Ambrose Bierce

(24 June 1842 - 26 December 1913 / Horse Cave Creek, Ohio)

A Word To The Unwise - Poem by Ambrose Bierce

Charles Main, of Main & Winchester, attend
With friendly ear the chit-chat of a friend
Who knows you not, yet knows that you and he
Travel two roads that have a common end.

We journey forward through the time allowed,
I humbly bending, you erect and proud.
Our heads alike will stable soon the worm
The one that's lifted, and the one that's bowed.

You in your mausoleum shall repose,
I where it pleases Him who sleep bestows;
What matter whether one so little worth
Shall stain the marble or shall feed the rose?

Charles Main, I had a friend who died one day.
A metal casket held his honored clay.
Of cyclopean architecture stood
The splendid vault where he was laid away.

A dozen years, and lo! the roots of grass
Had burst asunder all the joints; the brass,
The gilded ornaments, the carven stones
Lay tumbled all together in a mass.

A dozen years! That taxes your belief.
Make it a thousand if the time's too brief.
'Twill be the same to you; when you are dead
You cannot even count your days of grief.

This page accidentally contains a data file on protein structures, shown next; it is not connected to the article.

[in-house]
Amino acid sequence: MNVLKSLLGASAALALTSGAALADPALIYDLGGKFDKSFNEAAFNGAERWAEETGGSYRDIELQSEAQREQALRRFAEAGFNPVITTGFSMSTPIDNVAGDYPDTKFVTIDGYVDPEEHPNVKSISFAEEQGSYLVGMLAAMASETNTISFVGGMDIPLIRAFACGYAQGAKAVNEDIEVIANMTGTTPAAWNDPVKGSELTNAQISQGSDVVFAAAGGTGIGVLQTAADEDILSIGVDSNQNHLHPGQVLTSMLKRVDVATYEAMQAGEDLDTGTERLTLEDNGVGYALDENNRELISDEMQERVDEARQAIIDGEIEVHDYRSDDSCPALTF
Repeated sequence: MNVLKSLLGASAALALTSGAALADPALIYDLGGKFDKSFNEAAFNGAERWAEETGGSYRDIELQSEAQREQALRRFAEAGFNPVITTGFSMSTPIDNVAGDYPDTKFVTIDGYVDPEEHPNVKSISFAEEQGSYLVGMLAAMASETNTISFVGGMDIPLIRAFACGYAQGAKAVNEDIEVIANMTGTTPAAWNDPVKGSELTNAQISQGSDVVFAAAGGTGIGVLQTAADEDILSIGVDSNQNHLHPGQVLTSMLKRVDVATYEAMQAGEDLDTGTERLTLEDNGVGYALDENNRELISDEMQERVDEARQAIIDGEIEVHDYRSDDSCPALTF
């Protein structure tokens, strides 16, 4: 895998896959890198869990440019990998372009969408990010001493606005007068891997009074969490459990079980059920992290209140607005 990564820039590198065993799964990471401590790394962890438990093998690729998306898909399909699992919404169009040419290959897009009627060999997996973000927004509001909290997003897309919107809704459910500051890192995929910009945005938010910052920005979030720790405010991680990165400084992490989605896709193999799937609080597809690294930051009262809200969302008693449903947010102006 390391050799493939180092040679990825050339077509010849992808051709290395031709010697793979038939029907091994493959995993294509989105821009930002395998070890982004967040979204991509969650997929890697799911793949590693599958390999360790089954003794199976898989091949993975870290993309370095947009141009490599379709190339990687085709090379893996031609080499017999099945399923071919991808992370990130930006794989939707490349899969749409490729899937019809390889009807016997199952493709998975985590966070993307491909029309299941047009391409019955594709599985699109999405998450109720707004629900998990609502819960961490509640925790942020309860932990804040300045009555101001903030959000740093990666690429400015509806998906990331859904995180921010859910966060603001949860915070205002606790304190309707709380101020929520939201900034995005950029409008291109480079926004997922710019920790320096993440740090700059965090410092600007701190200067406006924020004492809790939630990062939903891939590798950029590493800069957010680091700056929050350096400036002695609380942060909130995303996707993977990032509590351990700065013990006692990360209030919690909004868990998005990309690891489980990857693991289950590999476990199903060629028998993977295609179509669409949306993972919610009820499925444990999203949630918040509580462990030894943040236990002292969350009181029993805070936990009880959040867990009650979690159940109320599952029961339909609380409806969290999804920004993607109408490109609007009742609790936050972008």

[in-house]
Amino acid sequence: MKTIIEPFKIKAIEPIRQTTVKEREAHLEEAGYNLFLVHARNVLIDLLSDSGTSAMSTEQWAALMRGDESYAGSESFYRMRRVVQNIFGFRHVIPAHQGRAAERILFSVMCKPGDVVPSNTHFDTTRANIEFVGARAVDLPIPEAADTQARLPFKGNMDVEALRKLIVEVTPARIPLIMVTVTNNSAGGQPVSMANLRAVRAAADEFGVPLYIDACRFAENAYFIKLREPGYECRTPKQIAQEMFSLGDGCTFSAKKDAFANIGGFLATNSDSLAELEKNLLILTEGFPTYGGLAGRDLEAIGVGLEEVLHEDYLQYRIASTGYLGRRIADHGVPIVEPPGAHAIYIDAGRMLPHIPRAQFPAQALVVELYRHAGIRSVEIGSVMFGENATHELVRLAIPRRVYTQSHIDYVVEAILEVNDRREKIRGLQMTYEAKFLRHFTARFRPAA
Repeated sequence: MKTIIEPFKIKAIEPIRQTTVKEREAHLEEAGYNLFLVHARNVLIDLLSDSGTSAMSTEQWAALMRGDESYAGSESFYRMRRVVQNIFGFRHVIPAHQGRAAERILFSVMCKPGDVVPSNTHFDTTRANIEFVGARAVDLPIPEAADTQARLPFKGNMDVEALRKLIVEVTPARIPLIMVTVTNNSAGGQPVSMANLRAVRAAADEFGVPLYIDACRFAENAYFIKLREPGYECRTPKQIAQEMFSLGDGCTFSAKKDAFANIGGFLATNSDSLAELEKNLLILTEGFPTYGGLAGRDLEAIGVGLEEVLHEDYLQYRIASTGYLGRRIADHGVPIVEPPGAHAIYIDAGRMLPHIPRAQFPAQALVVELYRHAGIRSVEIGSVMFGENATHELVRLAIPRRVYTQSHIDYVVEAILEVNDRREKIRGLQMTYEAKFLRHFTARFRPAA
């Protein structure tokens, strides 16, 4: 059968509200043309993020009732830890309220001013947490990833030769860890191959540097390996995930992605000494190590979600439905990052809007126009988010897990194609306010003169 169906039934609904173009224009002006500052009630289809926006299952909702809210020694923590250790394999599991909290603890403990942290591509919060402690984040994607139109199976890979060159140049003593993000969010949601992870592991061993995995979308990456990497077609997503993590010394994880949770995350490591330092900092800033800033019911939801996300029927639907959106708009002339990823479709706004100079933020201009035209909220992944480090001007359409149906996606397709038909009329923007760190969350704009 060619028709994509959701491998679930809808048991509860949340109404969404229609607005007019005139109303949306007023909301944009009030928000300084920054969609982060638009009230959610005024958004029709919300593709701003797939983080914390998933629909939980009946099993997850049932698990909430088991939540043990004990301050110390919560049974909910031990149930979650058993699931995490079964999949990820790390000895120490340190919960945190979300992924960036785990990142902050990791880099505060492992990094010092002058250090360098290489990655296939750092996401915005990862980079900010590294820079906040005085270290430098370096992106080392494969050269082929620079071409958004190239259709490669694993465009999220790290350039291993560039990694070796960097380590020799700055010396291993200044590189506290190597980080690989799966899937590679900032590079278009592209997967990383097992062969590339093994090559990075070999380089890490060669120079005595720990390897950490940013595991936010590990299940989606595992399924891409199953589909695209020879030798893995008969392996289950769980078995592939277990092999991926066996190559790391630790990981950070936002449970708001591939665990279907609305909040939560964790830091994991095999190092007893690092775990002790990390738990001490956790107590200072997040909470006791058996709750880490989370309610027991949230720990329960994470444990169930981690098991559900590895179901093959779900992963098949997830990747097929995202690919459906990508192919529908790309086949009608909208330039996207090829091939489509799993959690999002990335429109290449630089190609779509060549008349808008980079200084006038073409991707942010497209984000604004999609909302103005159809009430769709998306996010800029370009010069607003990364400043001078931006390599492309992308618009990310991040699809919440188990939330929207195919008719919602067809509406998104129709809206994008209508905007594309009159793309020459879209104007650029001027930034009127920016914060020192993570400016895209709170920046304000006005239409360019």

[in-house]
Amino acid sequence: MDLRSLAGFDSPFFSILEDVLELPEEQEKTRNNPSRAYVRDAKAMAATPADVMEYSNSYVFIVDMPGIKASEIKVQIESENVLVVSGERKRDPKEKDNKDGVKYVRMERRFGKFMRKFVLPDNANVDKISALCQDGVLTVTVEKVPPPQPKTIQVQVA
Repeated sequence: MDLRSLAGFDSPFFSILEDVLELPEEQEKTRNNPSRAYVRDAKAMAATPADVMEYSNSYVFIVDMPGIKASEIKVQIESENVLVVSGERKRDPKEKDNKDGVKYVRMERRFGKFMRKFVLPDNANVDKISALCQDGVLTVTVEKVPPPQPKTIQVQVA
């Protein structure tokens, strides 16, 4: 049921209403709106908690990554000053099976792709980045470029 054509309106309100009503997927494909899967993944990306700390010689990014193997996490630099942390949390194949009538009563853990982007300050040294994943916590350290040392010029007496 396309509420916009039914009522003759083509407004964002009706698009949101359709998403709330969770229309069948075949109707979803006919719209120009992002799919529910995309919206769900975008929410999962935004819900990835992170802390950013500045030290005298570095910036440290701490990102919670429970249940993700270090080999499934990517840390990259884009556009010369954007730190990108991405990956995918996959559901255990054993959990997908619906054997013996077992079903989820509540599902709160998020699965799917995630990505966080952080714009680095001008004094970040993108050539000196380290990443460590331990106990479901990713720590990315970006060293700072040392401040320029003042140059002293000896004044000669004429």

Suppose a pompous monument you raise
Till on its peak the solar splendor blaze
While yet about its base the night is black;
But will it give your glory length of days?

Say, when beneath your rubbish has been thrown,
Some rogue to reputation all unknown
Men's backs being turned-should lift his thieving hand,
Efface your name and substitute his own.

Whose then would be the monument? To whom
Would be the fame? Forgotten in your gloom,
Your very name forgotten-ah, my friend,
The name is all that's rescued by the tomb.

For memory of worth and work we go
To other records than a stone can show.
These lacking, naught remains; with these
The stone is needless for the world will know.

Then build your mausoleum if you must,
And creep into it with a perfect trust;
But in the twinkling of an eye the plow
Shall pass without obstruction through your dust.

Another movement of the pendulum,
And, lo! the desert-haunting wolf shall come,
And, seated on the spot, shall howl by night
O'er rotting cities, desolate and dumb.


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Poem Submitted: Monday, October 1, 2012



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